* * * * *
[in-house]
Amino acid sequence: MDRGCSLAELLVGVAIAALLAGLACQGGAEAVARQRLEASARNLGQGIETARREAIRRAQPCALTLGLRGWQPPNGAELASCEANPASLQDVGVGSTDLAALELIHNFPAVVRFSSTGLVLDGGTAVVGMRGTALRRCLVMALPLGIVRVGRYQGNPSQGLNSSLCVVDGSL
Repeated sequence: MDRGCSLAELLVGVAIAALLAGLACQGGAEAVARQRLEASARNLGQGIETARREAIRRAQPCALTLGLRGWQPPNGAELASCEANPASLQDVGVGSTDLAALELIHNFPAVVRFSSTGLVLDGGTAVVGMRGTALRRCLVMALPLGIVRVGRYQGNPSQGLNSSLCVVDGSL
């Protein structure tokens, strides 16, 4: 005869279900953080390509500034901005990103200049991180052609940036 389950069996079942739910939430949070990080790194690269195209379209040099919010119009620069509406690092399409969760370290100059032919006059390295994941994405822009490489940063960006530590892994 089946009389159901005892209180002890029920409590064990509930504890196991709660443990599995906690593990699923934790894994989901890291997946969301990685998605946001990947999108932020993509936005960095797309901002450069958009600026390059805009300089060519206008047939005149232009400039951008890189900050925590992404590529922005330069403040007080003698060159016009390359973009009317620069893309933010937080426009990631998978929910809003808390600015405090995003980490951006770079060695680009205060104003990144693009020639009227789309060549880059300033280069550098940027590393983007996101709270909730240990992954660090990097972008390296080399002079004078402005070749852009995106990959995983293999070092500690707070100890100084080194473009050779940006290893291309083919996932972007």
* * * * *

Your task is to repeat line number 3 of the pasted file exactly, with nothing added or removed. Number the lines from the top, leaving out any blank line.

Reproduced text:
Repeated sequence: MDRGCSLAELLVGVAIAALLAGLACQGGAEAVARQRLEASARNLGQGIETARREAIRRAQPCALTLGLRGWQPPNGAELASCEANPASLQDVGVGSTDLAALELIHNFPAVVRFSSTGLVLDGGTAVVGMRGTALRRCLVMALPLGIVRVGRYQGNPSQGLNSSLCVVDGSL